45 bales of hay stolen from Cadott donkey rescuers

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CADOTT, Wisc. (WEAU) - Two weeks after rescuing three donkeys from a nearby farm, a Cadott family has become a burglary target.

Forty-five bales of hay are missing from the Marion's farm. The bales vanished just before Christmas.

With the long drought this year, the cost of hay has spiked, and now after recent thefts, farmers have locked up their barns and sheds, just to keep animals fed.

Cal and Tammy Marion, who live just north of Cadott said they were on a trip to Stevens Point to rescue a goat when someone came to their home and stole 45 bales of hay from their truck earlier this week.

"We pulled into the yard and noticed our full size Dodge pickup, which always sat here in front of the barn, but it's completely empty," Cal Marion said.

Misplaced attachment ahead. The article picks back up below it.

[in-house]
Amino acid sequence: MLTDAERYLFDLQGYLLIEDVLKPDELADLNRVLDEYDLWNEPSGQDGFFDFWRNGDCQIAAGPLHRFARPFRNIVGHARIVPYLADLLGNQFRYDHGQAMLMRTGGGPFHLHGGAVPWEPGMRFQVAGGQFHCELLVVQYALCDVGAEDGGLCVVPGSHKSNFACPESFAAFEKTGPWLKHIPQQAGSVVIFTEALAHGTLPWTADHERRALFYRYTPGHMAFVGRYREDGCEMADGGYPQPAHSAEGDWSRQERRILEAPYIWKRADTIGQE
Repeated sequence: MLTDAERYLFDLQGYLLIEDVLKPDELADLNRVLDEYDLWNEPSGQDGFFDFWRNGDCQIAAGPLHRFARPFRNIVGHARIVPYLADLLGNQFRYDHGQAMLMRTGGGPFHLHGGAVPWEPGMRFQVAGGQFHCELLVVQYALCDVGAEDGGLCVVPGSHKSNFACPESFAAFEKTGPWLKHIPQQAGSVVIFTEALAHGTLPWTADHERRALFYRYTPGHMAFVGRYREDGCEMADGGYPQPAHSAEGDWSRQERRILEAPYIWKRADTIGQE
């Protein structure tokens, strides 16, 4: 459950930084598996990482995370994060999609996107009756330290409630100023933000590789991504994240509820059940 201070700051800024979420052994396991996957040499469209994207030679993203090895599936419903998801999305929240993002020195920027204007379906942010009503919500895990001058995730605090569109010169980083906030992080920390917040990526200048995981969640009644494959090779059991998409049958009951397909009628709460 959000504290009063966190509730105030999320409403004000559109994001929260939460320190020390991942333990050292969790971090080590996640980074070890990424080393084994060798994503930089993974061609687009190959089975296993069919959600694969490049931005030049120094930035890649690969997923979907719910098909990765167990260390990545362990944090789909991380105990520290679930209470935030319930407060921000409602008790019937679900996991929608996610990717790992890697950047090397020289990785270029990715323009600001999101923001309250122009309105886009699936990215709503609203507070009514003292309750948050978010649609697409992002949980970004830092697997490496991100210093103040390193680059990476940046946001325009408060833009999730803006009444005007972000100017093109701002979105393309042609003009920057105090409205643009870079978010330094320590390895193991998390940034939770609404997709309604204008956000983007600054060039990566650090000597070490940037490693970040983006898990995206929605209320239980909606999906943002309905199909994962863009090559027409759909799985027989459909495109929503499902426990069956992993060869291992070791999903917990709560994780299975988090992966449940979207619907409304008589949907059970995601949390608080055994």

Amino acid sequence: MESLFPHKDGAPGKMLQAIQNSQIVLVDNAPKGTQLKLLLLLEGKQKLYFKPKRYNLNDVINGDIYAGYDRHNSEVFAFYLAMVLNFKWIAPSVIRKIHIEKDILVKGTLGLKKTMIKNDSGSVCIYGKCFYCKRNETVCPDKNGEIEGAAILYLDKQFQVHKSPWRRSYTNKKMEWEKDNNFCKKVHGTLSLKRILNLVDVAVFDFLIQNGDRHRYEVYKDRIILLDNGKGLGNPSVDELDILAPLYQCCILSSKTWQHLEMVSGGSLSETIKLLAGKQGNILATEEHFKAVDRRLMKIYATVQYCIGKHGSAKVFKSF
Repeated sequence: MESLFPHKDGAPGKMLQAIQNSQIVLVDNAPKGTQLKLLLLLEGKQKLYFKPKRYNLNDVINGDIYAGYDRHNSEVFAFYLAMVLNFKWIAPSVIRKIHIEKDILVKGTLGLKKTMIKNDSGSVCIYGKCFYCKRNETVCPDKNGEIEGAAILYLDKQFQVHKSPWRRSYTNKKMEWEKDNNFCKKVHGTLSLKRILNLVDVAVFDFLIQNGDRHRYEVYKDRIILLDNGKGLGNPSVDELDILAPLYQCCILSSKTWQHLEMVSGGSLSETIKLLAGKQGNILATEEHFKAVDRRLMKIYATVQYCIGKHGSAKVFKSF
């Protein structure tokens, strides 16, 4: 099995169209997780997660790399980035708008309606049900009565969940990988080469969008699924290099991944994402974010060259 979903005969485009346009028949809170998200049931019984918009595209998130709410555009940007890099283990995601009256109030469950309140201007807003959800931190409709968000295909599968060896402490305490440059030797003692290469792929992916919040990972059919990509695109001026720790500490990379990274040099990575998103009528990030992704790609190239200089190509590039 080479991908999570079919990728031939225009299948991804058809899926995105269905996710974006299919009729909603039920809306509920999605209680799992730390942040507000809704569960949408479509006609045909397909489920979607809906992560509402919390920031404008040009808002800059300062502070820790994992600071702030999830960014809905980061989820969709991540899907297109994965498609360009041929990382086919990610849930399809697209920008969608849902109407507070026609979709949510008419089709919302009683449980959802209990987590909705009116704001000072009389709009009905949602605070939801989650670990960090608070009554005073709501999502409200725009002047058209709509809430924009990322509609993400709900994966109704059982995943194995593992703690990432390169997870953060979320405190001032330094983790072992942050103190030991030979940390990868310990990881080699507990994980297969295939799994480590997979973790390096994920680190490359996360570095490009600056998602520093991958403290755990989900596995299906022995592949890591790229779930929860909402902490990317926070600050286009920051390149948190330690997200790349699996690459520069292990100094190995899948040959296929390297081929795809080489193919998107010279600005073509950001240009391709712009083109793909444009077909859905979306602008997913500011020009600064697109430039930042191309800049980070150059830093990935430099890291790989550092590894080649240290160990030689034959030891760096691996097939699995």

The Marions said the hay was for their three new donkeys, that were rescued from Betty Damerow's farm, earlier this month.

Tammy Marion said the animals were in bad shape, but are now recovering.

"I wanted to cry ... They're our babies. And I didn't want to see them go hungry," she said.

Jordon Martinek, who lives a few miles away, said he had 50 bales of hay and other items taken from his farm too.

"They're thinking that these people are stealing this hay and reselling it, because the value, the price is so high on this hay," Cal Marion said.

This year's drought put local hay prices at around $4.50 for a 40-pound bale, forcing the Marions to return their Christmas presents, to replace what was lost to feed their animals, they said.

"I just want them to know that all they had to do was ask us ... And we would be more than happy to help them," Cal Marion said.

"They didn't steal from us. They stole from these rescue animals that were eating this hay that were getting the nutrients from it."

"If you've got hay out, somehow get it locked up and protected. Because this stuff is disappearing. And it's only going to get worse as the winter progresses."

No arrests have been made. Because the hay is valued under $2,500, it's considered a misdemeanor crime, but still carries a maximum sentence of nine months in jail, and a $25,000 fine.

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